You cannot talk about Brattleboro Memorial Hospital, particularly its founding, without talking about the Thompson Trust.
In 1840, Vermont-born Elizabeth Rowell met a wealthy Bostonian, Thomas Thompson, quite by chance on one of his carriage trips through the state. The daughter of a farmer, she was just 19 years old and, according to The Vermont Peoples National Bank publication “With Interest” (published in 1926), “No Mona Lisa on canvas could rival successfully Elizabeth Rowell in her prime.”
Thomas Thompson, a Harvard graduate and a culturally refined middle-aged bachelor who had inherited a fair amount of money for the time, was smitten by the cabin-born Green Mountain girl. For three years, he thought about her as the type of girl he wanted for a wife and, in December, 1843, Elizabeth Rowell and Thomas Thompson were married.
The second chapter of this romance happened in 1861, a year that Brattleboro was a veritable beehive of sewing women who gathered to make garments for soldiers of the Civil War. That summer, the Thompsons visited Brattleboro and found it quite beautiful, so they visited often. When Thomas asked Elizabeth to whom she would like to bequeath the money he would be leaving her (as a considerably older husband), she is reported to have said, “Perhaps I can use the money for the benefit of humanity…it shall go to the sewing women of Brattleboro and of Rhinebeck, New York, where we have so often stayed.”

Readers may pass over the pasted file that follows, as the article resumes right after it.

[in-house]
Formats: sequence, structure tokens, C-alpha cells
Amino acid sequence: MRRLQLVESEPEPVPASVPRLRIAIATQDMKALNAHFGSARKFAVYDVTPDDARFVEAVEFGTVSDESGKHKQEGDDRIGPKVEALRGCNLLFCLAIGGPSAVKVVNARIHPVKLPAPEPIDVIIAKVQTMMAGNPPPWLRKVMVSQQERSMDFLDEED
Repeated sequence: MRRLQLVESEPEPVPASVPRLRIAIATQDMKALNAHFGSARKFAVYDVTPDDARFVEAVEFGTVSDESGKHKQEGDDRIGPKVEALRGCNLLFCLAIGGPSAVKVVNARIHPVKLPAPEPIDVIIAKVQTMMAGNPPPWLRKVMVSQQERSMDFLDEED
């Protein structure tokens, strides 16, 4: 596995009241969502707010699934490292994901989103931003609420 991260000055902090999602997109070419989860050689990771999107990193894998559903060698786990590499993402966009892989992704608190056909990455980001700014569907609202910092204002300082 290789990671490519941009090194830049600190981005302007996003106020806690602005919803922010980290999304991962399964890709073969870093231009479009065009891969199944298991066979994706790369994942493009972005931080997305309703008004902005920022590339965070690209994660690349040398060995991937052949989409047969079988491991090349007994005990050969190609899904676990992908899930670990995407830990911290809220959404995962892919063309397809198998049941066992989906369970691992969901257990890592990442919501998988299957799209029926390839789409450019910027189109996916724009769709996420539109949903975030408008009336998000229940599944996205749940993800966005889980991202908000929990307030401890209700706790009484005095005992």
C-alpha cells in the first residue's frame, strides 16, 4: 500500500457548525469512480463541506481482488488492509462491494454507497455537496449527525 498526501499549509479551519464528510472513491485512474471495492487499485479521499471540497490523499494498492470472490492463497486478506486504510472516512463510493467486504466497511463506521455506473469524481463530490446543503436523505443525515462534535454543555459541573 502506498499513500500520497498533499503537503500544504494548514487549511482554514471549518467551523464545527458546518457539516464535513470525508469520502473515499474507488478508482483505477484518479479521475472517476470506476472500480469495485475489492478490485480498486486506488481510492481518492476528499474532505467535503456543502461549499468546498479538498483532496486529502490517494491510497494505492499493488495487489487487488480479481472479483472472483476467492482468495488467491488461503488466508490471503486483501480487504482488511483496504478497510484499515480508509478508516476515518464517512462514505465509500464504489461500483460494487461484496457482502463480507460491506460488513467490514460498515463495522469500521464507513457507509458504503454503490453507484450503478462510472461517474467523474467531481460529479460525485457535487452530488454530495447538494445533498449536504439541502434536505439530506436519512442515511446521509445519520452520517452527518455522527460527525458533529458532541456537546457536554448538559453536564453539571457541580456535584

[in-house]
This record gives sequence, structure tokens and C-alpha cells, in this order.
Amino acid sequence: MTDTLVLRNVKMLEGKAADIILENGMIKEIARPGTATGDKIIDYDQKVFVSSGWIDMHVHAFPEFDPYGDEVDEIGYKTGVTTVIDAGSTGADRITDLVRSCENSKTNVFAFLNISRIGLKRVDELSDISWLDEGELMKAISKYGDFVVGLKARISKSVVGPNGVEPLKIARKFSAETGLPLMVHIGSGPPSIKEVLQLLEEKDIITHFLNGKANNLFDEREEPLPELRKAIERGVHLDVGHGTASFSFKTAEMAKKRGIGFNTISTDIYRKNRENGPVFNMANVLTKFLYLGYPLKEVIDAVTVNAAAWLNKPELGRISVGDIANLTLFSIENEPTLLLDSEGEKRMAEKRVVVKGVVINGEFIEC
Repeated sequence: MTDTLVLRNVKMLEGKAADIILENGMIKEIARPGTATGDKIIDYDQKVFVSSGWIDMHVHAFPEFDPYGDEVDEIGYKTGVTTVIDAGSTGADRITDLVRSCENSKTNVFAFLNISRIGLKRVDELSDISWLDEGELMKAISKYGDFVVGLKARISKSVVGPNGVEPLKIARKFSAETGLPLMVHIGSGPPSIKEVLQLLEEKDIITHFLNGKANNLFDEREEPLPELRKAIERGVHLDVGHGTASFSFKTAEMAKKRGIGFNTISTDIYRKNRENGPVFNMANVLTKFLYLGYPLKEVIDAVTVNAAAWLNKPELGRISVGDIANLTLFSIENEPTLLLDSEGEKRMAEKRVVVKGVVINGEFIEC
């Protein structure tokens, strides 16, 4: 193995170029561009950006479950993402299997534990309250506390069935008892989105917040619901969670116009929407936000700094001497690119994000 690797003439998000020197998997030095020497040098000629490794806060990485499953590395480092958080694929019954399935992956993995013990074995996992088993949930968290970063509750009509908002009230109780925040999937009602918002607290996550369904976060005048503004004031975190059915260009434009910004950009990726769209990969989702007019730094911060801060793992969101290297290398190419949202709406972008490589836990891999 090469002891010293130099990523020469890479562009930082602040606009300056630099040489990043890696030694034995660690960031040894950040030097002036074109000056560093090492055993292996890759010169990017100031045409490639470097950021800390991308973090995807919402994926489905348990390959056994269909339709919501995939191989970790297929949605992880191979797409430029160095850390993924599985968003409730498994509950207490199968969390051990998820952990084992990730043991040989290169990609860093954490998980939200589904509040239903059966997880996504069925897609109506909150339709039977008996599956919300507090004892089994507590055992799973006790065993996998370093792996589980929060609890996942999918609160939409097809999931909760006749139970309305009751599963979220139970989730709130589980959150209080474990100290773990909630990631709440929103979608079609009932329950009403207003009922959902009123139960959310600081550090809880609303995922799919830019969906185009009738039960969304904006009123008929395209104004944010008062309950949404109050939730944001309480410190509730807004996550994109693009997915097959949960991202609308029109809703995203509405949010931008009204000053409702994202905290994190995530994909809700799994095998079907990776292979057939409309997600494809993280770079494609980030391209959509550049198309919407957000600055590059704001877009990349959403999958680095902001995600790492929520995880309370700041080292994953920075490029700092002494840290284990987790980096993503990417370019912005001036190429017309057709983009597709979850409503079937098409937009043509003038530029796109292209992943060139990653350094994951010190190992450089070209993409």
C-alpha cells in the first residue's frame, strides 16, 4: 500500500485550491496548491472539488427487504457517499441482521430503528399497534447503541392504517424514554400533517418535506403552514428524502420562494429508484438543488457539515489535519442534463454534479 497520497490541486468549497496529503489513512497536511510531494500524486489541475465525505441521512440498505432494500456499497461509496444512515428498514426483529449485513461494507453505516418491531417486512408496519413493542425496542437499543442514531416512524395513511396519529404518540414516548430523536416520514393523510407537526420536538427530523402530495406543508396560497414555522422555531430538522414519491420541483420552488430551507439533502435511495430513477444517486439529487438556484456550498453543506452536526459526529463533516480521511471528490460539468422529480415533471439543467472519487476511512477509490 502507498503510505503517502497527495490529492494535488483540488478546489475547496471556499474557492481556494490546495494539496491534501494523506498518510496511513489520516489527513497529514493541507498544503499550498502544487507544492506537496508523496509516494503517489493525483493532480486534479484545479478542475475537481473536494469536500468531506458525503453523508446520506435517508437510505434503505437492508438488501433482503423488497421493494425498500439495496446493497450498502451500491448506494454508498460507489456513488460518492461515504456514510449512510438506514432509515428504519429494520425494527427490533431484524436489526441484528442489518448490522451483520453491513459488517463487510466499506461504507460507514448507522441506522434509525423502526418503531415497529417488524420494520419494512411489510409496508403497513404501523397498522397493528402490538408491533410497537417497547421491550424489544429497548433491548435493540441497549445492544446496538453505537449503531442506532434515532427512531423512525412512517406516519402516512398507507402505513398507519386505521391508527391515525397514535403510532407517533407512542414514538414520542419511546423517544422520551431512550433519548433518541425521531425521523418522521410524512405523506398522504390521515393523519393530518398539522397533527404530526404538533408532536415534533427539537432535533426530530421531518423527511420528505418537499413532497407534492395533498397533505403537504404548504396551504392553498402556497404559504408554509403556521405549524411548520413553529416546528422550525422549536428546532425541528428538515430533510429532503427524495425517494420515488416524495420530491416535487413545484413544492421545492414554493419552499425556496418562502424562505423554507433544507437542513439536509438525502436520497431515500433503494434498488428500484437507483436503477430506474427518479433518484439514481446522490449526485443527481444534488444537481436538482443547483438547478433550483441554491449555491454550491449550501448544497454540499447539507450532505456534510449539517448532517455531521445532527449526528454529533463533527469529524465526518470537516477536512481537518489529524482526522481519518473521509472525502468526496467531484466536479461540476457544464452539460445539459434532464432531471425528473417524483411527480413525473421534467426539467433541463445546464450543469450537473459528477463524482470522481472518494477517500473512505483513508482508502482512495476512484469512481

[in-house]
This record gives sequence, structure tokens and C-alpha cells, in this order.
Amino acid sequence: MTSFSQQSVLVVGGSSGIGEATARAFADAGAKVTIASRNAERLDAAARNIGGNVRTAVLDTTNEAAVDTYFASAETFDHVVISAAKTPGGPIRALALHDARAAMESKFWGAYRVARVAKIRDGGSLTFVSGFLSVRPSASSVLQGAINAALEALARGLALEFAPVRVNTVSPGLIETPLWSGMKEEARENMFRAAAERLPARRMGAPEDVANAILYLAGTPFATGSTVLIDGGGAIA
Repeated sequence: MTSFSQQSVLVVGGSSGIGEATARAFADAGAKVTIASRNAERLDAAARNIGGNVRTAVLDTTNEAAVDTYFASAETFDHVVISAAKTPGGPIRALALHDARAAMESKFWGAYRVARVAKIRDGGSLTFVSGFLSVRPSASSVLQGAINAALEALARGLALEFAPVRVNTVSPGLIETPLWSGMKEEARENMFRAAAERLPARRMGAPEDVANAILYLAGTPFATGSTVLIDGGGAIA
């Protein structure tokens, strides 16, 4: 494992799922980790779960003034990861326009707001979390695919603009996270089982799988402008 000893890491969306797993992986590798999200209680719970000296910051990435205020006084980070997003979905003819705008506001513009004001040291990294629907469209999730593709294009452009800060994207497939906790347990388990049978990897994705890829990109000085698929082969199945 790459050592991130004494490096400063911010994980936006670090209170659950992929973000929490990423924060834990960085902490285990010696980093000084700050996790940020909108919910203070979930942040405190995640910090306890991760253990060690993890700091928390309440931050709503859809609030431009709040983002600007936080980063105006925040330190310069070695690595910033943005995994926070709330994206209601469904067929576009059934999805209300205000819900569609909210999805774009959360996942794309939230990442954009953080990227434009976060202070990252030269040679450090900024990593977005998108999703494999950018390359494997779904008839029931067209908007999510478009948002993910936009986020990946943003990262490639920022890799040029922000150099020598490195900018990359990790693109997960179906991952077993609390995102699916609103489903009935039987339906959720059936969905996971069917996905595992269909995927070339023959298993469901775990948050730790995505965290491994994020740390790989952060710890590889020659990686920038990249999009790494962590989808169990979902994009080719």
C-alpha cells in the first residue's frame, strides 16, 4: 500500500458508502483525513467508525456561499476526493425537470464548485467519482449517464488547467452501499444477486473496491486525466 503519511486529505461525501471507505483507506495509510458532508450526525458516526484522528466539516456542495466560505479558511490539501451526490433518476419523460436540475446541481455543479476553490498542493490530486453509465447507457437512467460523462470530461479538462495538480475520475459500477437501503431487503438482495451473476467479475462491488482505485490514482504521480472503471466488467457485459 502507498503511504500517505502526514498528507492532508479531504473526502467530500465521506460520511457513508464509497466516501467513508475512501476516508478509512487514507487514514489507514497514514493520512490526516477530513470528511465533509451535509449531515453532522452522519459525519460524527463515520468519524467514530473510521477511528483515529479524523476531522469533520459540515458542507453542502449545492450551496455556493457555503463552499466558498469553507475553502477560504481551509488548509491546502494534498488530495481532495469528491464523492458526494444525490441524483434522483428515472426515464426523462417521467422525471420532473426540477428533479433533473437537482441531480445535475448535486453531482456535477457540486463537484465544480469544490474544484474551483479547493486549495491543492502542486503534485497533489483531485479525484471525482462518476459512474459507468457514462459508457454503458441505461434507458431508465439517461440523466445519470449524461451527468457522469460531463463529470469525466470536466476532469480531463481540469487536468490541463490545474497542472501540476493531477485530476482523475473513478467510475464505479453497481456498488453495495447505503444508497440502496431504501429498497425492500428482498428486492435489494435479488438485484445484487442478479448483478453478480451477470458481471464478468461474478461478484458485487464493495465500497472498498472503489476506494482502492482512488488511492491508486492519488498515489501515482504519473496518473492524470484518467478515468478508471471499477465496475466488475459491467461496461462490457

Eight years later, Thomas Thompson died, leaving Elizabeth with a million dollar trust, a sum she was “eminently worthy of…whose every thought was in relieving the sufferings of others,” according to the bank pamphlet “With Interest.” When Elizabeth died in 1899, her will decreed that two-thirds of the income from the estate was to go to Brattleboro, and one-third to Rhinebeck, and although the sewing women were (indeed) named as beneficiaries, the court ruled that the phrase “kindred charitable purposes” would permit other activities, including the building of a hospital in Brattleboro.
At the turn of the 20th Century, Brattleboro did not have any nurse who was a resident of this town, let alone a hospital, so in 1901, the fund known as the Thompson Trust became available to the town. Richards M. Bradley, one of the two trustees, obtained the court’s sanction to spend $100,000 of the accumulated income of the trust to build a hospital in Brattleboro. In 1904, acting for the trust, Bradley bought the estate known as The Hemlocks – the site where Brattleboro Memorial Hospital stands today.
Think what a gift can do! One person’s generous gift allowed Brattleboro, Vermont, to have an excellent hospital for the benefit of millions of patients throughout its more than a century of service.